David A. Page
Toshusai ducked underneath the flail as it swung past, then callously thrust his katana into the nezumi’s furry chest. He spun, bringing up his smaller wakizashi blade and skillfully blocking the long curved knife wielded by another of the swarming vermin. He twisted, wrenching his katana free from the body of the first before it had even fallen, whirled in a complete circle and sliced easily through the nezumi’s rusted do-maru, cutting deeply into his flesh. The rat man hissed, its yellow eyes rolled into its head and it fell over sideways, landing in the muck with a muffled gurgle.
Toshusai completed his turn and paused to survey the damage. He stood alone in the center of a muddy clearing among the bodies of seven nezumi. The dead lay strewn like broken twigs around several large stone blocks that had fallen from the crumbling wall to his right. The structure, once a border outpost for Numai, the long forgotten human city in the heart of Takenuma Swamp, had mostly collapsed. To either side of the ruins, the dark stalks of the bamboo forest cast claw-like shadows over Toshusai and the clearing, despite the light from the full moon wheeling overhead.
These nezumi would never complete their dishonorable task. By slaying them, Toshusai had saved lives that night, but this noble deed did little to stir his dead heart. He was ochimusha, dishonored by a single choice on a night so long ago, banished by his daimyo to wander the swamp. Once, anger would have pounded through him at the mere thought of the man, but nothing could penetrate the numbness that had settled into his soul.
He looked at the nearest corpse and something strange caught his eye. A feathered arrow stuck out of the creature’s neck. At the site of it, the distant memory of an emotion awoke within him. He did not own a hankyu. Someone had aided him in his fight; someone with the bow of a samurai. He backed slowly against the wall, his weapons held at ready, and stared dispassionately into the dense underbrush beneath the bamboo canopy. There was no sign of the warrior who was surely watching him.
He sniffed the air, but the aroma of damp earth mixed with the rotten stink of swamp gas made it impossible to smell anything else. He closed his eyes and waited.
* * *
Toshusai’s right boot slipped against a root and he nearly went down. He deftly caught himself on the trunk of a sickly thin bamboo tree. He looked down the dark, narrow trail at the armored forms of his three samurai brothers, Yoshinobu, Sakoda, and Muro, and the black clad form of his sensei, Kentaro. He was relieved that none of them had noticed his near fall. The last thing he wanted was to appear clumsy in front of them. He paused for a moment to marvel at all that had happened in the week since he had spied Kentaro’s arrow. At the time, he had been a pale shadow of himself, staggering through the swamp as if in a dream.
Kentaro had changed all that.
As Toshusai watched, his master vanished into the swamp mist. The others soon followed. Finding himself suddenly alone jarred him from his reverie. He risked a nervous glance over his shoulder and then hurried after them.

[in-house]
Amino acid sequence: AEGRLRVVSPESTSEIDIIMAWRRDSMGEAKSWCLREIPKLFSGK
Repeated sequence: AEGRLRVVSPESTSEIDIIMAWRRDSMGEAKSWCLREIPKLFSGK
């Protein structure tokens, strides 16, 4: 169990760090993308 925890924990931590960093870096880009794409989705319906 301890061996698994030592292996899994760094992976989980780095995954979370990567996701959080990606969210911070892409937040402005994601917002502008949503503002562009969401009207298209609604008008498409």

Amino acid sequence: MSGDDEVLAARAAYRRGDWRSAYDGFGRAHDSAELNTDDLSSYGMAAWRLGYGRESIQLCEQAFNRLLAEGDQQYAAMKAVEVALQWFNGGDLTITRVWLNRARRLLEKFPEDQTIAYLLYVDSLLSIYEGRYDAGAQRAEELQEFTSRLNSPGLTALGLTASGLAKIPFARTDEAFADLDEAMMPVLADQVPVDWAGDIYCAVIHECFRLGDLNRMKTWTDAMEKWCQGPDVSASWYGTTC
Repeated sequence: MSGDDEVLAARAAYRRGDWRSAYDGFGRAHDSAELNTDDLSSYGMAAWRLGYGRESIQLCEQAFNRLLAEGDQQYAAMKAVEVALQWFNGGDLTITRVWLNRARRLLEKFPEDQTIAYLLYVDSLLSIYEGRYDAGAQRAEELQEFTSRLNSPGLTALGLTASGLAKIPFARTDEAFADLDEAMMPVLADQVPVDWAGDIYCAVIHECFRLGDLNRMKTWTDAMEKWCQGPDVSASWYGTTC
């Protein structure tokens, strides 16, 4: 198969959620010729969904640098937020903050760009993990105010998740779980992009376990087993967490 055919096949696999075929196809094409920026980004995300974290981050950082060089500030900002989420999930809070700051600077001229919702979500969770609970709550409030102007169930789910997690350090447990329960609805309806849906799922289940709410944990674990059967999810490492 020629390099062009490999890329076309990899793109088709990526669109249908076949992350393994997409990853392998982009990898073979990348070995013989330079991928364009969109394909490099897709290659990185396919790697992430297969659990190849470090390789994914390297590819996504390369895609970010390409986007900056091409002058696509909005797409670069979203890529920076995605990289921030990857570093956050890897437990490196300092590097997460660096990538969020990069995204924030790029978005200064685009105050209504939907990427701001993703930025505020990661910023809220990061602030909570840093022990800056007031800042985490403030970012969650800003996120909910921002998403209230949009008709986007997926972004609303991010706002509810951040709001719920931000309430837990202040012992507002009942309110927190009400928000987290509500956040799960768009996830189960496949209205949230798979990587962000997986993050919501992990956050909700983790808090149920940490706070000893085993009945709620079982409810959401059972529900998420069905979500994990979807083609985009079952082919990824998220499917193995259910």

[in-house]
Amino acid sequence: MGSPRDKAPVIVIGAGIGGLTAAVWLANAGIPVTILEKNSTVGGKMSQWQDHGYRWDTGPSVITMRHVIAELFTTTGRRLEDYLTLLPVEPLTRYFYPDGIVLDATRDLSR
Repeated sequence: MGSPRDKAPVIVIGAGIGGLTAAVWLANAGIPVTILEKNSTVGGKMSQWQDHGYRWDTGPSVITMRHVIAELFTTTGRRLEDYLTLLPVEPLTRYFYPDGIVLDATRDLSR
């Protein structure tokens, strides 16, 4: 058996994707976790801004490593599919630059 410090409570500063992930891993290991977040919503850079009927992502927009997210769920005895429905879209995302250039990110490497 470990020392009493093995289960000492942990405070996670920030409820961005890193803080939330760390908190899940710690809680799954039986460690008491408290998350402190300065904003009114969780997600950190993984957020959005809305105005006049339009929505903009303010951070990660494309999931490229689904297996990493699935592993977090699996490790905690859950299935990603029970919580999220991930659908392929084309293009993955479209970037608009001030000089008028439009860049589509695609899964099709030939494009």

The mist closed around him heavy and foreboding. It caressed his flesh with icy fingers, but it could not crush his newfound sense of purpose. The funeral shroud of numbness that had enveloped him for so long had been lifted. As he ran, he allowed himself to revisit the memories of his redemption….
* * *
Toshusai heard the stone shifting on the wall above him when it was almost too late. Given the condition of the structure, he had not considered that someone might be fleet of foot enough to perch there. He would pay for that mistake, perhaps with his pathetic life.
A black shadow spun overhead as someone somersaulted through the air in a high arc. Toshusai reflexively dropped into a fighting crouch.
The man landed a good dozen feet away in a similar stance. A hankyu was slung over his left shoulder marking him as the owner of the arrow. The silver blades of his katana and wakizashi gleamed even in the near darkness. His black and crimson do-maru appeared unmarked by either combat or by the ravages of the swamp. This was no mere swamp bushi.
The stranger stood there watching, but made no move to advance.
Toshusai interpreted his intense brown-eyed gaze as a challenge, but held steady.
“What do you want?” His voice fell flat against the cool swamp air. There was only one thing anyone here would want from him: his life. Toshusai had killed everyone who had tried taking it from him, fighting with a vengeance at first, and later with cold detachment.
“Do you recognize me?” The man straightened and grinned like a cat.
“Kentaro,” Toshusai breathed the name. “The slayer of the dishonored.” Kentaro’s skill as a warrior was legendary. He roamed the land slaying ochimusha and any others he felt unworthy of life. Neither man nor beast had ever defeated him in combat. It was whispered that he had once killed a powerful kami of fire single-handedly.
“Yes.” Kentaro crossed his blades and bowed as one facing an opponent.
A wisp of relief blossomed within Toshusai. He examined the feeling and then let it fade. If Kentaro had come to offer redemption, he was two years too late. He returned the bow. Death fighting against an honorable opponent, hard fought, would restore his honor and his family name. It was finally over. But what once would have offered him sweet relief now tasted like ashes in his mouth.
“If you can find the will, step forward and fight.” With a trace of a smile, Kentaro swiped each blade through the air.
Toshusai had nothing to lose. He advanced.